Mar. 2, 2009 Obesity has become an epidemic in many parts of the western hemisphere; over 30% of the population of Germany are overweight.
Scientists from the University of Cologne, in cooperation with scientists from the University of Düsseldorf, have been able to verify the relevance of a certain gene with regard to obesity for the first time.
In 2006, scientists discovered increased amounts of variations of the FTO genes were in overweight people. However, the relevance of this gene and its regular function remained unclear for a long time.
The team working for Prof. Dr. Jens Brüning, coordinator of the Cluster of Excellence "Cellular Stress Responses in Aging-Associated Diseases", CECAD Cologne, and Prof. Dr. Ulrich Rüther, University of Düsseldorf, have now been able to show that mice which do not have FTO gene, burn more energy and do not become overweight.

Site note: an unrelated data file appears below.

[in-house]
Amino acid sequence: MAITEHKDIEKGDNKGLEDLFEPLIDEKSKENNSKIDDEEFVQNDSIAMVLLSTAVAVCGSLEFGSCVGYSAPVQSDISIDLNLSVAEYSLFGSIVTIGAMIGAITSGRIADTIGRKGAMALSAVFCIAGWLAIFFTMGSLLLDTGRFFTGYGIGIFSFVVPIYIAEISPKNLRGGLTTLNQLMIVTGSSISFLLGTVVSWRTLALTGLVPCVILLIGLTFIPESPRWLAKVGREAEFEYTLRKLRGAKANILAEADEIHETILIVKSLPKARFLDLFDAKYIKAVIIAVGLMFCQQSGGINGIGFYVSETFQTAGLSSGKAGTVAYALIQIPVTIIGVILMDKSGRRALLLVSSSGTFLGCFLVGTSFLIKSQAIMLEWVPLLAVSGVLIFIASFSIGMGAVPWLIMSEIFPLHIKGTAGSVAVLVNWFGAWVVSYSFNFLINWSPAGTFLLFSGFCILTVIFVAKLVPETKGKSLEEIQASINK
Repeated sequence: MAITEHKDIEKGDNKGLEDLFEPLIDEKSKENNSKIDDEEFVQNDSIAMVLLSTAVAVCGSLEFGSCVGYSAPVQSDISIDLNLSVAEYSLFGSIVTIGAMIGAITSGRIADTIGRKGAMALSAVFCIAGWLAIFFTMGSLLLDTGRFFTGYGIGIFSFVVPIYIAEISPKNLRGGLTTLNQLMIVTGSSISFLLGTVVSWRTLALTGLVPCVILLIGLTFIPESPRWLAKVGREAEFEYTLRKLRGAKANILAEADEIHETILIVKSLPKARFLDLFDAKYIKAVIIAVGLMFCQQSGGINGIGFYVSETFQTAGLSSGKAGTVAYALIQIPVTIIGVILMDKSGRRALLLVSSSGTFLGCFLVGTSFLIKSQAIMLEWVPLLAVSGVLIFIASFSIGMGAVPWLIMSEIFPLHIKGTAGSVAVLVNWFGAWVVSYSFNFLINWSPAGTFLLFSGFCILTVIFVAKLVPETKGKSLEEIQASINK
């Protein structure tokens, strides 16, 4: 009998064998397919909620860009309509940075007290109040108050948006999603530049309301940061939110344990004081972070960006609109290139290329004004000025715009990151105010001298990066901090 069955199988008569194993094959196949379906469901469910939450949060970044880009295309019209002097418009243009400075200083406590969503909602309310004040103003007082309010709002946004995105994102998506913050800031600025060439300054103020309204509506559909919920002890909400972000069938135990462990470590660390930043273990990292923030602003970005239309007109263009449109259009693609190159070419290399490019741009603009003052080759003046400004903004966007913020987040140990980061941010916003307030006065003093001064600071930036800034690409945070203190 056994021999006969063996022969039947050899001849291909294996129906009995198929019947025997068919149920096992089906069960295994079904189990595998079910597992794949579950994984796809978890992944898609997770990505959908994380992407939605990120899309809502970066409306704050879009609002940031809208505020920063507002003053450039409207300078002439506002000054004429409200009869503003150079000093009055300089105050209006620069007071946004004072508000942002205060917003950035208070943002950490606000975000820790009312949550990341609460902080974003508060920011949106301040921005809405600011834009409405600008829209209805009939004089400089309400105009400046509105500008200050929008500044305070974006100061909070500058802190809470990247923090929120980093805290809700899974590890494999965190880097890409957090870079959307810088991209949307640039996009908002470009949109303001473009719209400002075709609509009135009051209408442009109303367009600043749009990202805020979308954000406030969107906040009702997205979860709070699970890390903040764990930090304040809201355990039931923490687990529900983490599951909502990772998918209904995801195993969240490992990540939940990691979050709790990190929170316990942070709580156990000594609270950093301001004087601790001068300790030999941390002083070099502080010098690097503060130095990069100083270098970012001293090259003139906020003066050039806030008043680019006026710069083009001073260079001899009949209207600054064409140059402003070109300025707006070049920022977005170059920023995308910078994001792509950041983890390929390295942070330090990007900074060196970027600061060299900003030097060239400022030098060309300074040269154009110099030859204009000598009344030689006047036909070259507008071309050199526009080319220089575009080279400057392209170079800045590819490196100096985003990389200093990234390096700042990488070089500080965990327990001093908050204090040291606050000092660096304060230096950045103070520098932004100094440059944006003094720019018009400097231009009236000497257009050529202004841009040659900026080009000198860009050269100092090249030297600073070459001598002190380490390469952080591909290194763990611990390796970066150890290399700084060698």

These findings verify the importance of the FTO gene for the regulation of body weight. The results of this research will become very important for the development of new ways of treating obesity.
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- Fischer et al. Inactivation of the Fto gene protects from obesity. Nature, Feb 22, 2009; DOI: 10.1038/nature07848
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